I had not intended to go to another international conference, but since I was already across the pond, my travel expenses to and from Chamonix were going to be considerably less than they would have been from Milwaukee. So, I applied and thankfully, was accepted.

Yesterday was our first session – getting to know each other and discussing the craft. Again, I have words for you to ponder from Alan Heathcock:

“The great grief of the human experience is that we are all separate….. there’s no amount of hope and no amount of love that can get us past that.”

“One of the best purposes of art is to act as a bridge between all of us who are separate.”

“The most empathetic of arts is literature.”

And, for now, I will leave you with that idea of the arts as a bridge between all of us who are separate. If you’ve put work out there, maybe you too know the unexpected joy of a reader (or viewer or audience member) contacting you to let you know what your work meant to them, what it did for them. That reaction is not usually (for me anyway) why I create, but it is a gift that touches me so deeply when it happens. It becomes the reason why I continue to write, that feeling that I can somehow reach across the great divide of time and space and maybe, just maybe, touch someone else’s heart. Maybe, just maybe, my words can be a bridge.

And, lest I leave you without a visual image, here’s a view from Chamonix. Sorry, no bridge pix here yet.:



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Glads and Sads

Our time in Glasgow is slipping away and it makes me alternately sad and glad. When I was helping back at Wauwatosa  Presbyterian Church with a confirmation group (mostly eighth and ninth graders), we would often begin sharing our “glads and sads.” It was refreshing in the course of our time together to watch them grow from bragging glads – “I got a 96 on the Biology test!” to more caring, thoughtful glads – “My aunt is feeling better after her surgery.” Don’t get me wrong – I don’t think it’s bad for any of them to have been happy about the test score. But when they could shift their glads to be about others, that’s when I really saw their growth. (NOT saying we shouldn’t rejoice about our own personal glads!)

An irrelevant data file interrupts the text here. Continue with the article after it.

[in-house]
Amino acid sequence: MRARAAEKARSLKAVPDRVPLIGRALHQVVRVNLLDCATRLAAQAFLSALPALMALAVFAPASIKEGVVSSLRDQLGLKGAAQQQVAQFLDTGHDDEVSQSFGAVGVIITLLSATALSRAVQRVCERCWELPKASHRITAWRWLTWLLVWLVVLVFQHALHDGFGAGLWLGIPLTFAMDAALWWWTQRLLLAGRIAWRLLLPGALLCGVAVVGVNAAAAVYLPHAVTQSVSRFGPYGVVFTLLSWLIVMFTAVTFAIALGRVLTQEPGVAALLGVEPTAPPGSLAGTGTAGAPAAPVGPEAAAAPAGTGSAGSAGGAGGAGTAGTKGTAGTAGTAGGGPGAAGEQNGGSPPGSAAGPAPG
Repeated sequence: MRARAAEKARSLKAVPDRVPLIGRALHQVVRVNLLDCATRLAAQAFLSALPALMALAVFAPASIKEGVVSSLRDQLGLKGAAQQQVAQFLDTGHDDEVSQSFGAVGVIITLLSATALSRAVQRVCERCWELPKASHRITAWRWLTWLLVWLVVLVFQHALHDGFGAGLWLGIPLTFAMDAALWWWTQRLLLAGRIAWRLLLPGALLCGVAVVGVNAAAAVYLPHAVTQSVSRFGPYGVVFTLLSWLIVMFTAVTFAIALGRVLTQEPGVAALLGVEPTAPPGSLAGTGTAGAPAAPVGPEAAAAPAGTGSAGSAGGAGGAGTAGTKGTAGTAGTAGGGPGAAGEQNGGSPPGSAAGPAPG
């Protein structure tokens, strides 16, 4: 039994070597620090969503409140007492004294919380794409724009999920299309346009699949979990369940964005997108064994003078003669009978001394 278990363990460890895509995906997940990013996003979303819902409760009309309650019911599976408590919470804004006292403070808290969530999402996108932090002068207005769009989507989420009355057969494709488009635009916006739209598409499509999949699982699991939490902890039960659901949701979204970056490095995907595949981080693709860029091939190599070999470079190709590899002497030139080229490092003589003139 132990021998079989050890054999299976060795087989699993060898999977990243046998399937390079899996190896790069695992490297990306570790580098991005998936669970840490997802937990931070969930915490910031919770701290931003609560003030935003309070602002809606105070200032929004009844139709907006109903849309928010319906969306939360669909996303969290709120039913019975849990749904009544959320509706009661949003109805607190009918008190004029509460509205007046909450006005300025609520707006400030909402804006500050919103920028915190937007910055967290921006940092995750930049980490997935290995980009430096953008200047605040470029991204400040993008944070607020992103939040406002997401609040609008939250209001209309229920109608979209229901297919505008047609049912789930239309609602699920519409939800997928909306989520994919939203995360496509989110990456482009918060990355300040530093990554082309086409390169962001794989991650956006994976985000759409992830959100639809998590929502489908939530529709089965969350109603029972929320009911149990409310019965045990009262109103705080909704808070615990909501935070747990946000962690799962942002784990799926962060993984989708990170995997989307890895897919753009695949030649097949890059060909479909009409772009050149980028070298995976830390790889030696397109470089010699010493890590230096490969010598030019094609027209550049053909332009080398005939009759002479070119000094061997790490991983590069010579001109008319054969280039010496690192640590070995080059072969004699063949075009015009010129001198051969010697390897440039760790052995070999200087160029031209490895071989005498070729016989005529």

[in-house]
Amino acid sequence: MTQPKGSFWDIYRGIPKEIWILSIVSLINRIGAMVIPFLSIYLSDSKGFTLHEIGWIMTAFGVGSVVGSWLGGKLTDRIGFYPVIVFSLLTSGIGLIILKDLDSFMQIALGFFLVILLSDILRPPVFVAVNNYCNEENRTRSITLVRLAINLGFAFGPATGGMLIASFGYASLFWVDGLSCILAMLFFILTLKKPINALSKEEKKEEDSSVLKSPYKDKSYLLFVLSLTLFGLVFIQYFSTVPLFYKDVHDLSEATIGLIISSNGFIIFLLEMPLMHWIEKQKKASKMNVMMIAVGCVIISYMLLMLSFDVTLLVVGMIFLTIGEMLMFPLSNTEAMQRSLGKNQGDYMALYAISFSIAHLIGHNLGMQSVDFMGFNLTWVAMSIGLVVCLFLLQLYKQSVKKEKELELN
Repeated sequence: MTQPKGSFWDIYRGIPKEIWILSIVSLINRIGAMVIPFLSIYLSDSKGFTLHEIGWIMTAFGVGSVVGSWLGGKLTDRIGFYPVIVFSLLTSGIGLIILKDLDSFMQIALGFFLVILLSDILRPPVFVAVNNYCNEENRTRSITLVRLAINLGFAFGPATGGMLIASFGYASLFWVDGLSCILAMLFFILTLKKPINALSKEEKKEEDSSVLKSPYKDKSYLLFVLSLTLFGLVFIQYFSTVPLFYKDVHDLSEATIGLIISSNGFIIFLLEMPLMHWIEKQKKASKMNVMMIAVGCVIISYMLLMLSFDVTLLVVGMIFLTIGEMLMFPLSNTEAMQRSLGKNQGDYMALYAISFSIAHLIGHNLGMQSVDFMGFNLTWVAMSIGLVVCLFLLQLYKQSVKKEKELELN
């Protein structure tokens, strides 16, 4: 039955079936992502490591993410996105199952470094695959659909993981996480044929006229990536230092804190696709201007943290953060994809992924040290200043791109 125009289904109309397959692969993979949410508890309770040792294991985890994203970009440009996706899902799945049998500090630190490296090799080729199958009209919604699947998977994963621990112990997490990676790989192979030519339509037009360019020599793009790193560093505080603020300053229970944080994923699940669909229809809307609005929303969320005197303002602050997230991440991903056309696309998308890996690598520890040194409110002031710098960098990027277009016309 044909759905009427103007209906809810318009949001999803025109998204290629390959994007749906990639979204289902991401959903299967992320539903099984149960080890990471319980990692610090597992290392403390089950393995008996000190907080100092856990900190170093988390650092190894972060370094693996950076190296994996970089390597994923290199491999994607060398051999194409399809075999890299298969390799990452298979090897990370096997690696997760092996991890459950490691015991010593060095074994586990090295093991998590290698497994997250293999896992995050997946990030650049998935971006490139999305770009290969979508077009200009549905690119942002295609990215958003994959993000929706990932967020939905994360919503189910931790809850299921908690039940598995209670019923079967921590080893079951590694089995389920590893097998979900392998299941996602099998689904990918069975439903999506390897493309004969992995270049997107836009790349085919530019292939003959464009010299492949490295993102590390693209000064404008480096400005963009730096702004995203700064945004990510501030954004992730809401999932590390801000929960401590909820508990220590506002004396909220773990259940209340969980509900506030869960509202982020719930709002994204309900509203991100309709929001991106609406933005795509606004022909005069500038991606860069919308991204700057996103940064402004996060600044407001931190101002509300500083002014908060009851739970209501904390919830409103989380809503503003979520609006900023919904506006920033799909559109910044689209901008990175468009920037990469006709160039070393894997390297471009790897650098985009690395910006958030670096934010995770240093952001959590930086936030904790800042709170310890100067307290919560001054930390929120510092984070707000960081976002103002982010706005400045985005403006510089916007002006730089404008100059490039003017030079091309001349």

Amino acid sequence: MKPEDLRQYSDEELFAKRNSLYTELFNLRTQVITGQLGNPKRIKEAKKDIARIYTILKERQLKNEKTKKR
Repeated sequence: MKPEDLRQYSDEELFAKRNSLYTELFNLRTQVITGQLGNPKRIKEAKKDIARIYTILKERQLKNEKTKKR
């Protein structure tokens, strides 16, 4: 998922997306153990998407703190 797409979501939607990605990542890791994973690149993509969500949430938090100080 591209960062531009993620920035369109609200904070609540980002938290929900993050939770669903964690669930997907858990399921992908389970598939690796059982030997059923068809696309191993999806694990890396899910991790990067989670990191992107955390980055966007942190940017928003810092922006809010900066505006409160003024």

Their sads were always more poignant – a gravely ill grandparent, a tragedy in a friend’s family, a death in our church family — I guess our hurts touch us, from a young age, in a deep, deep way. But, the results of that sharing was something that an adult leader of youth groups always hopes will happen – the creation of meaningful friendships. It made me think of this quote by Henri Nouwen:

When we honestly ask ourselves which person in our lives means the most to us, we often find that it is those who, instead of giving advice, solutions, or cures, have chosen rather to share our pain and touch our wounds with a warm and tender hand.

I can say, truthfully and gratefully, that I’ve been blessed with close friends and family who have filled that role for me when I needed someone to share my pain and touch my wounds with a warm and tender hand. I can also say, truthfully, that I try to be that person for others when I can, and that I have to often fight the desire to give advice, solutions or cures. This seems to be especially difficult for me as a mother, but I’m working on it!
But, time to close with a few glads and sads because that’s all I have today.

clipart-smiley-face-yellow-happy-face-md        Glads

     ♦ My piece, “Purple Asteroid,” is up at Halfway Down the Stairs in the June issue. The theme is Strangers. My thanks to Alison Stedman, Senior Fiction Editor.
♦My younger son has gotten a part in a musical back in Wisconsin that I will be able to go to when I’m back!
♦My older son and his fiancé are moving along with wedding plans for next year.
♦My husband and I will be in Chamonix, France soon – he will do some climbing and I will be attending a writing conference!
♦I will be back in Wauwatosa, WI by the end of the month (a shower with good water pressure; a bed with some support; the Americans with Disabilities Act in full force so I don’t always have to climb or descend stairs to use a bathroom when I’m out) and will be happy to see my friends – and a little later in the summer, the rest of my family too.
♦Done Darkness, the anthology I’m working on with Kathy Lanzarotti, is moving forward and we hope to be able to announce a publication date in the next couple of weeks.

sad-smiley-face-clipart-rid-frown-lines-800X800       Sads

♠A friend I made in Glasgow has returned to the U.S.
♠I will attend my last Glasgow Writer’s Group this week and I’m very sad about that. I will miss the stories, the laughter and the thoughtful critiques.
♦My knees have been bothering me – a lot. Hoping I will be able to manage a little hiking at least in Chamonix….
As you can see, my glads far outweigh my sads. I hope that’s the case for you too.